Last week in our New Media Faculty-Staff Development Seminar, Nathan Hall (University Libraries) and Janine Hiller (College of Business) teamed up to take us through the Alan Kay / Adele Goldberg essay “Personal Dynamic Media.” Janine and Nathan took an inspired approach to their task. Nathan’s a digital librarian, and he brought his training and interest in information science to bear on Kay and Goldberg’s ideas. Janine’s work is in business law, so intellectual property would have been a logical follow-on for discussion. But wily Nathan segued into wily Janine’s swerve in a direction that in retrospect makes perfect sense but at the time came with the force of a deep and pleasant surprise: the information science of metaphor.
As I look back on the session, I have to admire the very canny way in which the info science/metaphor combination acted out the very nature of metaphor itself: the comparison of two unlike objects. Having made the comparison, of course, one begins to see very interesting disjunctions and conjunctions. The mind begins to buzz. Wholly novel ideas emerge, such as the metamedium of the computer being like a pizza. Seriously.
Janine shared with us a lovely TED video on metaphor …
… and challenged us in small groups to come up with our own metaphors for computing as a metamedium (think of them as seminarian family-isms). We very quickly got to pizza in our group, courtesy of the talented Joycelyn Wilson. (Amy Nelson riffs on that metaphor in her own blog post.) Another group found itself circling back, recursively but sans recursing (dagnabbit), to the powerful and complex metaphor of the “dream machine.” (Go ahead and revive that metaphor by thinking about it again. And again. Stranger than one might suppose, eh?) (Oh, and to get another link in, I believe it was 21st-century studies lamplighter Bob Siegle who led us there.) In our closing moments, we began thinking about metaphor as a metaphor for computing, and computing as a metaphor for metaphor. I do believe Alan and Adele would have enjoyed the conversation.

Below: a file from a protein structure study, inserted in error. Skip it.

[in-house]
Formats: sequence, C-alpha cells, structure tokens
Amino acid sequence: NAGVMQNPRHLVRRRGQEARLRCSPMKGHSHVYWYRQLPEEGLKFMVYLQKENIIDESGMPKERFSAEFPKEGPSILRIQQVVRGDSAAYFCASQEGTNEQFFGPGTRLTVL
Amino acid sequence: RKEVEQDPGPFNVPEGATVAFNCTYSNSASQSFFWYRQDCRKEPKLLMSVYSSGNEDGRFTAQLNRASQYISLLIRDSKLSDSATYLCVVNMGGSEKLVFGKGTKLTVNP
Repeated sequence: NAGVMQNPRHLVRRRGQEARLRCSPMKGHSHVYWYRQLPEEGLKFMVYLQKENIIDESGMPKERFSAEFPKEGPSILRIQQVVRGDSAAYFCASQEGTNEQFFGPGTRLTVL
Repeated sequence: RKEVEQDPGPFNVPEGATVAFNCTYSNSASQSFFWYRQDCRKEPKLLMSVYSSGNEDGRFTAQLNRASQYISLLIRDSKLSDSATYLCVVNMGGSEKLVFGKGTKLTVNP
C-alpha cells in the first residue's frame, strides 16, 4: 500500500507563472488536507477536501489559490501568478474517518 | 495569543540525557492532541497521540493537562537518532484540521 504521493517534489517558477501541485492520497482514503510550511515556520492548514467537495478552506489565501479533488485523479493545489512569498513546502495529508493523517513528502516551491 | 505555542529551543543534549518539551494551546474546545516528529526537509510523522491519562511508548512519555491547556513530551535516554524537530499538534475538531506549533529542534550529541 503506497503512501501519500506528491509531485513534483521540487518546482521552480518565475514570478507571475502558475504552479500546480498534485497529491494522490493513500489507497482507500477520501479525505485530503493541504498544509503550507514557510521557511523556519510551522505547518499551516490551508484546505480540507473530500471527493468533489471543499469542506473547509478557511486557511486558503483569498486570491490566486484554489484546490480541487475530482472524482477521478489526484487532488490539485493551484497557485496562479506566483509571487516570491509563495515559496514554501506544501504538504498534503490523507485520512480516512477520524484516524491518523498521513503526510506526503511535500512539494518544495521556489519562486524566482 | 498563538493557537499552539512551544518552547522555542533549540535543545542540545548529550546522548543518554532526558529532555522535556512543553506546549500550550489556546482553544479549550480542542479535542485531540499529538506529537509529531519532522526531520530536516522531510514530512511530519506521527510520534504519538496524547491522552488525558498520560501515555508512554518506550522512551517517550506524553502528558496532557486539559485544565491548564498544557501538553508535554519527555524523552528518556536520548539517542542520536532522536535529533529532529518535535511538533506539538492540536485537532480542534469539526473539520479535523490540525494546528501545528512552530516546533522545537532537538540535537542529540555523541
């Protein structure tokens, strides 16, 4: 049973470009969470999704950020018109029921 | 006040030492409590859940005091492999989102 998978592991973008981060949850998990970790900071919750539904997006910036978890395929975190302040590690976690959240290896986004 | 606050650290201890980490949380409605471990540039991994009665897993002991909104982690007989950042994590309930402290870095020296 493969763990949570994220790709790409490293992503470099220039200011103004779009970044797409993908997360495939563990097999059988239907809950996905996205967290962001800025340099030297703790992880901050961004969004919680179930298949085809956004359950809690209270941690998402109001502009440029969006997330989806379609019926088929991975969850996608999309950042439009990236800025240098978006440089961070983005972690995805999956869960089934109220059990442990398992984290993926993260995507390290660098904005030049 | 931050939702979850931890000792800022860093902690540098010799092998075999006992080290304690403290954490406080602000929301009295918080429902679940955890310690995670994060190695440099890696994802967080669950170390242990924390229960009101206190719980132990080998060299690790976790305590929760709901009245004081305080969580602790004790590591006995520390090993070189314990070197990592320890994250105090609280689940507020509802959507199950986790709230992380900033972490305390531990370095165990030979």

At the end, Nathan sketched out a continuum between the procedural and the conceptual/metaphorical that he had found in “Personal Dynamic Media.” At one end was the filing cabinet (cf. Memex, cf. info science). At the other end was the flute (a metaphor that Janine beautifully led us to unpack in our discussion). And then, a few minutes after the seminar was over and I was walking to the car, a connection appeared for me.
There is indeed an apparent dichotomy between filing cabinets and flutes, between quotidian documents and art, between the minutiae of our task-filled lives and the glorious expressive possibilities of musical performance, especially with an instrument like the flute (I am a mediocre but enthusiastic flautist) that one plays in such intimate connection with one’s body and breath. It’s simple, direct, a column of air that resonates within the instrument as well as within the hollow, air-filled spaces within one’s own face and chest.
What could be more pedestrian, ugly, and (depending on the tasks) repellent than a filing cabinet? What could be more liberating and beautiful than a well-played flute?
How is a raven like a writing-desk? Alice asks in Alice In Wonderland. The question is never answered. (Brian Lamb once answered it–“Poe wrote on both”–but alas his ingenuity came many decades too late for poor Alice.)
How is a flute like a filing-cabinet? The question makes even less sense. At least, at first.
But considered within the world of Alan Kay’s aphorism that “the computer is an instrument whose music is ideas,” I find myself inspired to think that one may indeed make a flute of a filing-cabinet, awakening and ennobling the detritus of our dreary records and messy operational details with the quicksilver music and responsiveness of a well-played flute.
What if we could bring that vision into our lives? Our learning? Our schools? What if our filing cabinets were less like the warehouse in which the Ark of the Covenant is boxed and lost, and more like thought-vectors in concept space sounding something like the music of the spheres?
It may not be as hard as we may think–unless we actually prefer meaninglessness and stasis to delight and melody.